On a motion to dismiss pursuant to Rule 12(b)(6), a court must accept as true all of the well-pleaded facts and consider those facts in the light most favorable to the plaintiff. See Scheuer v. Rhodes, 416 U.S. 232, 236 (1974), overruled on other grounds, Davis v. Scherer, 468 U.S. 183 (1984); Nechis v. Oxford Health Plans, Inc., 421 F.3d 96, 100 (2d Cir. 2005); In re AES Corp. Sec. Litig., 825 F. Supp. 578, 583 (S.D.N.Y. 1993) (Conner, J.). Furthermore, in assessing the legal sufficiency of a claim, the court may consider only the facts alleged in the complaint, and any document attached as an exhibit to the complaint or incorporated in it by reference. See FED. R. CIV. P. 10(c); Dangler v. N.Y. City Off Track Betting Corp., 193 F.3d 130, 138 (2d Cir. 1999); De Jesus v. Sears, Roebuck & Co., 87 F.3d 65, 69 (2d Cir. 1996). On a motion to dismiss, a court may also consider matters "of which judicial notice may be taken under FED. R. EVID. 201." Kramer v. Time Warner, Inc., 937 F.2d 767, 773 (2d Cir. 1991). Included among such matters are decisions in prior lawsuits. See Jasper v. Sony Music Entm't, Inc., 378 F. Supp. 2d 334 (S.D.N.Y. 2005). To incorporate a document by reference, "the Complaint must make a clear, definite and substantial reference to the document." Thomas v. Westchester County Health Care Corp., 232 F. Supp. 2d 273, 275-76 (S.D.N.Y. 2002). "Mere discussion or limited quotation of a document in a complaint" is insufficient. R.H. Damon & Co. v. Softkey Software Prods., Inc., 811 F. Supp. 986, 989 & n.1 (S.D.N.Y. 1993).
However, the Court may base its decision on a document that is not properly incorporated by reference if the document is "integral" to the Complaint and has been heavily relied on by the plaintiff in bringing suit. See Holowecki v. Fed. Express Corp., 440 F.3d 558, 565-66 (2d Cir. 2006); Int'l Audiotext Network, Inc. v. Am. Tel. & Tel. Co., 62 F.3d 69, 72 (2d Cir. 1995) ("Although the amended complaint in this case does not incorporate the Agreement, it relies heavily upon its terms and effect; therefore, the Agreement is 'integral' to the complaint, and we consider its terms in deciding whether [plaintiff] can prove any set of facts that would entitle it to relief.") The Second Circuit has instructed that "a plaintiff's reliance on the terms and effect of a document in drafting the complaint is a necessary prerequisite to the court's consideration of the document on a dismissal motion." Chambers v. Time Warner, Inc., 282 F.3d 147, 153 (2d Cir. 2002) (emphasis in original). The plaintiff's notice or possession of the document is not enough. Id.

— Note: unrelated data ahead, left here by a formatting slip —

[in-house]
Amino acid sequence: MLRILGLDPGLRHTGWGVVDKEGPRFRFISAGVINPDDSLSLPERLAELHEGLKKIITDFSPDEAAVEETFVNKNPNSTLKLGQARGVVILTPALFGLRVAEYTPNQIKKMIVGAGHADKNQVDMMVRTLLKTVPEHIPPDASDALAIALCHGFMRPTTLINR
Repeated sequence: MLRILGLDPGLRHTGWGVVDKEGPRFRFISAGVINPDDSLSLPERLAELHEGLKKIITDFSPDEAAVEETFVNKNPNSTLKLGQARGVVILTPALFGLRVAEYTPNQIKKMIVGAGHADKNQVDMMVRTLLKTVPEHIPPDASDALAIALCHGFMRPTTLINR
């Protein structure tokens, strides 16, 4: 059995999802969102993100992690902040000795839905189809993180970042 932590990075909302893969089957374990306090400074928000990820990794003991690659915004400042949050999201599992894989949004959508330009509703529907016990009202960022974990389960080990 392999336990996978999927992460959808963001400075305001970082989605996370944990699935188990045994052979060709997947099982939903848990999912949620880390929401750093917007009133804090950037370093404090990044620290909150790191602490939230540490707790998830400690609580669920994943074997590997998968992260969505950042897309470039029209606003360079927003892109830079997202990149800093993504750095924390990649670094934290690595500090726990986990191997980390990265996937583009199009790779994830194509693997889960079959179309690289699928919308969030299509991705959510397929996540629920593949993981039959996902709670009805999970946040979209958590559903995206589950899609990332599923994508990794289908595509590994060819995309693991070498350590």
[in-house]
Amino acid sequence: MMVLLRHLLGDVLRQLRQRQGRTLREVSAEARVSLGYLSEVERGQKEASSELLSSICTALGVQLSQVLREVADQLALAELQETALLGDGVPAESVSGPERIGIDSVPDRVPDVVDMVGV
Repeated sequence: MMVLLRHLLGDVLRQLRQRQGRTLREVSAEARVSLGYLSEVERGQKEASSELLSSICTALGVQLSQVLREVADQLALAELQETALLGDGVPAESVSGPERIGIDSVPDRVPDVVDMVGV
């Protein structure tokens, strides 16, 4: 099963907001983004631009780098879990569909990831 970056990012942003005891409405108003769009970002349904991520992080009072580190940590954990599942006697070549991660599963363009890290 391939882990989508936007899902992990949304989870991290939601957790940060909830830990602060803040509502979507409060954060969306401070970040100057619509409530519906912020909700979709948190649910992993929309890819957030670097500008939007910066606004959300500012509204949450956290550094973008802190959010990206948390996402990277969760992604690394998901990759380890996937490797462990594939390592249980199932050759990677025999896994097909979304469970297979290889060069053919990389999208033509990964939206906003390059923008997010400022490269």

On a motion to dismiss pursuant to FED. R. CIV. P. 12(b)(6), the issue is "not whether a plaintiff will ultimately prevail but whether the claimant is entitled to offer evidence to support the claims." Eternity Global Master Fund Ltd. v. Morgan Guar. Trust Co. of N.Y., 375 F.3d 168, 177 (2d Cir. 2004) (internal quotation marks and citation omitted). "The Supreme Court has recently held that [w]hile a Complaint attacked by a Rule 12(b)(6) motion to dismiss does not need detailed factual allegations, a plaintiff's obligation to provide the grounds of his entitle[ment] to relief requires more than labels and conclusions, and a formulaic recitation of the elements of a cause of action will not do." Ello v. Singh, 531 F. Supp. 2d 552, 562 (S.D.N.Y. 2007) (internal quotation marks omitted; alterations in original) (quoting Bell Atl. Corp. v. Twombly, 127 S.Ct. 1955, 1964-65 (2007)); see Iqbal v. Hasty, 490 F.3d 143, 157-58 (2d. Cir. 2007) (determining that the Court in Twombly "is not requiring a universal standard of heightened fact pleading, but is instead requiring a flexible 'plausibility standard' which obliges a pleader to amplify a claim with some factual allegations in those contexts where such amplification is needed to render the claim plausible.") (emphasis in original). Generally, "[c]onclusory allegations or legal conclusions masquerading as factual conclusions will not suffice to prevent a motion to dismiss." 2 JAMES WM. MOORE ET AL., MOORE'S FEDERAL PRACTICE § 12.34[b] (3d ed. 1997); see also Hirsch v. Arthur Andersen & Co., 72 F.3d 1085, 1088 (2d Cir. 1995). Allegations that are so conclusory that they fail to give notice of the basic events and circumstances of which plaintiff complains, are insufficient as a matter of law. See Martin v. N.Y. State Dep't of Mental Hygiene, 588 F.2d 371, 372 (2d Cir. 1978).